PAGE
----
Near our digs there was a restaurant with an alien perched on top of the building and a sign that read ‘Welcome Earthlings’. I knew we were in for some fine dining… American style. Sometimes Space Fries and a Martian Milkshake is exactly what the doctor (Who) ordered.
Just outside town, a modern War Memorial sits on the side of the highway. It commemorates those who lost their lives in the fight against terrorism. It reminded me that a lot of youths from the Mid West join the army; maybe fueled by patriotism, maybe because it's one of the few job options, maybe it's a way out of a small town, maybe I don't know what I'm talking about.
Talk to anyone in the Dakotas about Dakota and it won’t be long before you’re talking about Lewis and Clark (not to be confused with Lois and Clark – aka Superman, just sayin’). Lewis and Clark were famous American explorers who were sent by President Jefferson to find the Northwest Passage. Following the Missouri River brought them to the Dakotas.
|Fashion fast forward|
I humbly read about the 1880s tough immigrant homesteaders who came to farm and settle. I was surprised to learn that immigrants still pour into North Dakota attracted by the energy industry. A significant number of modern day immigrants come from South Sudan and other war torn countries. Even in 1880 it was one of the most ethnically diverse states with households usually speaking 2 languages (Sprechen Sie Deutsch?).
A slab of the museum was devoted to the draw of North Dakota’s energy industry. The emphasis is on oil, coal and wind. Did you know if you power a dishwashing machine and a computer game by coal, the amount of coal for one wash would power a computer game for 3 years! I guess the important message from that for the kids is… eat takeout while playing Nintendo.
|Right in the rib, yeee-ouch|
Opposite the center is the state capitol building, and much to my pleasant surprise it was not like every other state capitol edifice. It’s tall and modern, in a place where everything is generally small and usually old, it became known as ‘the skyscraper on the prairie’.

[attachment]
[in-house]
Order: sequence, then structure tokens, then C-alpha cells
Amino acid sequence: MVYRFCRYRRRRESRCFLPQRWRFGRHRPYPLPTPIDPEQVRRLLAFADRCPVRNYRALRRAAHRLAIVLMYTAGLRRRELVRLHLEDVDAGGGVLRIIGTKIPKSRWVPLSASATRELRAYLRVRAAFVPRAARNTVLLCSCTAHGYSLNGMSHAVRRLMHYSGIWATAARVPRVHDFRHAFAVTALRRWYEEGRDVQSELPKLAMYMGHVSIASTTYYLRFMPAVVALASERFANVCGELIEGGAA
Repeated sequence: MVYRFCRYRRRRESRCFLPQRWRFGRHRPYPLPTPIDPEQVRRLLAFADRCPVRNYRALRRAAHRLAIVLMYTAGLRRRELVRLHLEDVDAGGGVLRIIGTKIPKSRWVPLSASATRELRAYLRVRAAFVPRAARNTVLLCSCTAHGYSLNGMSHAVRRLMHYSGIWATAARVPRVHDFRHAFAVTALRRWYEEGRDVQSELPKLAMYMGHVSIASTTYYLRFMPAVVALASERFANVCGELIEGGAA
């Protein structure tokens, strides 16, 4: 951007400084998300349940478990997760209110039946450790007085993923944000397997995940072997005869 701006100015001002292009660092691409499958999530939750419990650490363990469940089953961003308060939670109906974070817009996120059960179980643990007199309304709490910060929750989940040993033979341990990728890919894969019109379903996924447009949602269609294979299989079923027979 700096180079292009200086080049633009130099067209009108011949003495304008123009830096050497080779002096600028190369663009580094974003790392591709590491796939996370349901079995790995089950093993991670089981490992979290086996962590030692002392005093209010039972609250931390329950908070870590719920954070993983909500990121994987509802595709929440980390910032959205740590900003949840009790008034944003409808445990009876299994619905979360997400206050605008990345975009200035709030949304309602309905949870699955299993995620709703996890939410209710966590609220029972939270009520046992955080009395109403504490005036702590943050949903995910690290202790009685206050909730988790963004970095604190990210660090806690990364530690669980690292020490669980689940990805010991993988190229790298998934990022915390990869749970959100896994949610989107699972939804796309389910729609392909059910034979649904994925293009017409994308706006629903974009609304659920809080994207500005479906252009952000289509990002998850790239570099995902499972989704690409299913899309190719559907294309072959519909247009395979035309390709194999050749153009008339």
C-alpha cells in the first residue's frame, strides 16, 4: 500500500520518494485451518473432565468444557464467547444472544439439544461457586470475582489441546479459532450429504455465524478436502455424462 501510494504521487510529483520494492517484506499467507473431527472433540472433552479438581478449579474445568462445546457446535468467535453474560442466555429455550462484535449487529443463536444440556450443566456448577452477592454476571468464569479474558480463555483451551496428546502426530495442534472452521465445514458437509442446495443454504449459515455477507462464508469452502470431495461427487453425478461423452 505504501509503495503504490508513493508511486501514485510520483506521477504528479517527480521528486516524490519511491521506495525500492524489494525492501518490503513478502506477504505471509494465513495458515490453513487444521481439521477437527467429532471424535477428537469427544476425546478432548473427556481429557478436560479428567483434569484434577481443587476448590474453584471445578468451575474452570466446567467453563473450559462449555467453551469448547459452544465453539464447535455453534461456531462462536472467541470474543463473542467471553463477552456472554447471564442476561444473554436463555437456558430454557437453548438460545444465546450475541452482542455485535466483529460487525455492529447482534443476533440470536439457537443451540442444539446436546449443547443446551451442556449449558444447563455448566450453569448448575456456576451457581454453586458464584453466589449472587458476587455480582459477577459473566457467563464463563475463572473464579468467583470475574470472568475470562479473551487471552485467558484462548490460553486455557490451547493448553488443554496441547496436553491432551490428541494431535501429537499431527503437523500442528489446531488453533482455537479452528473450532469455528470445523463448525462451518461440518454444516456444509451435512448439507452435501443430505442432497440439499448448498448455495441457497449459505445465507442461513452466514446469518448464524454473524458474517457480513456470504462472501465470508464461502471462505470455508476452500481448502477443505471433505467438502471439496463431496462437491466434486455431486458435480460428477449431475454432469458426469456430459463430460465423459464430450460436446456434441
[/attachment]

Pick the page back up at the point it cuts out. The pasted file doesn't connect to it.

The guts of downtown Bismarck falls into a grid of walkable streets. Main Ave has lots of restaurants and a dinky record shop. I nearly lost the run of myself in Eco Chic a store that sells reclaimed and prairie rustic furniture. I am a fan of retro furniture. When I started enquiring about how to enroll in their decor classes Dom had to confiscate my purse and strong arm me out the door with reminders that we were on a road trip. I did manage to snag a rustic sign on my way out that had been handpainted by a lady in Minnesota about Hay rides and Pumpkin pies. Cute, kitsch, Americana – that’s what a US roadtrip is all about!
|No nonsense eatin'|
We feasted on the usual American fodder and Dom got his German bratwurst, which he felt was part of the Bismarck experience. Being annoying Californians we asked for a side of fruit and we're told politely fruit was not an option. A bunch of locals (yokels?) sat behind us ordering various manifestations of a heart attack on a plate. I eavesdropped expecting them to talk about cow tipping and the size of their trucks, but they were talking about triathlons and vacations to Hawaii, shame on me and my previous misconceptions. I could have been in a diner in California (minus the fruit!).
|That's tiny me on the bottom left|